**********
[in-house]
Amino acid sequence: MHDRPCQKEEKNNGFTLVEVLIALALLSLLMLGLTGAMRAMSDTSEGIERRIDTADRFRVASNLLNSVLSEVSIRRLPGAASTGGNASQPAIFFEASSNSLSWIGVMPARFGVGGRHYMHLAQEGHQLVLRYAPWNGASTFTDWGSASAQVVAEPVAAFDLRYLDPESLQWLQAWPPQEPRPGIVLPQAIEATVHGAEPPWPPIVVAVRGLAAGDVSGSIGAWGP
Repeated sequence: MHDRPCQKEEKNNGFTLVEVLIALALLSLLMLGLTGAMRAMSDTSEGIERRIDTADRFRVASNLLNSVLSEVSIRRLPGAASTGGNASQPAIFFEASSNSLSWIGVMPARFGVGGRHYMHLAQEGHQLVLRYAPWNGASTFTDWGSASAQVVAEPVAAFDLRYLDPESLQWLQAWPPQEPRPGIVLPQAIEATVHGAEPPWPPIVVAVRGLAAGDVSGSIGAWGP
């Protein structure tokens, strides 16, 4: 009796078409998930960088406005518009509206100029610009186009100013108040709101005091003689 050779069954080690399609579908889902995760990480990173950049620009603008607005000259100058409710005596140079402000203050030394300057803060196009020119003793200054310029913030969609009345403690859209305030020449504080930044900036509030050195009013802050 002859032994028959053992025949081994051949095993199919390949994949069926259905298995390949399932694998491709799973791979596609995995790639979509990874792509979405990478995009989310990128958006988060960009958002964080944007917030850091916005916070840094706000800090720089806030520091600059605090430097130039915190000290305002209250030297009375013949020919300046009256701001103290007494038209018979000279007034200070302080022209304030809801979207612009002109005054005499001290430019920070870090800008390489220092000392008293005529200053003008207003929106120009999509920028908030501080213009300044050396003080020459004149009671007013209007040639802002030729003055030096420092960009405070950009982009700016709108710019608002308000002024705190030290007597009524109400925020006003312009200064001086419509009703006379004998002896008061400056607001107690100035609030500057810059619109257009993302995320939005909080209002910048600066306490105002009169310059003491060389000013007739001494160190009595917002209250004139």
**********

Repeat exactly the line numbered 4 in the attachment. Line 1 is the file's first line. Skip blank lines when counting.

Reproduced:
């Protein structure tokens, strides 16, 4: 009796078409998930960088406005518009509206100029610009186009100013108040709101005091003689 050779069954080690399609579908889902995760990480990173950049620009603008607005000259100058409710005596140079402000203050030394300057803060196009020119003793200054310029913030969609009345403690859209305030020449504080930044900036509030050195009013802050 002859032994028959053992025949081994051949095993199919390949994949069926259905298995390949399932694998491709799973791979596609995995790639979509990874792509979405990478995009989310990128958006988060960009958002964080944007917030850091916005916070840094706000800090720089806030520091600059605090430097130039915190000290305002209250030297009375013949020919300046009256701001103290007494038209018979000279007034200070302080022209304030809801979207612009002109005054005499001290430019920070870090800008390489220092000392008293005529200053003008207003929106120009999509920028908030501080213009300044050396003080020459004149009671007013209007040639802002030729003055030096420092960009405070950009982009700016709108710019608002308000002024705190030290007597009524109400925020006003312009200064001086419509009703006379004998002896008061400056607001107690100035609030500057810059619109257009993302995320939005909080209002910048600066306490105002009169310059003491060389000013007739001494160190009595917002209250004139």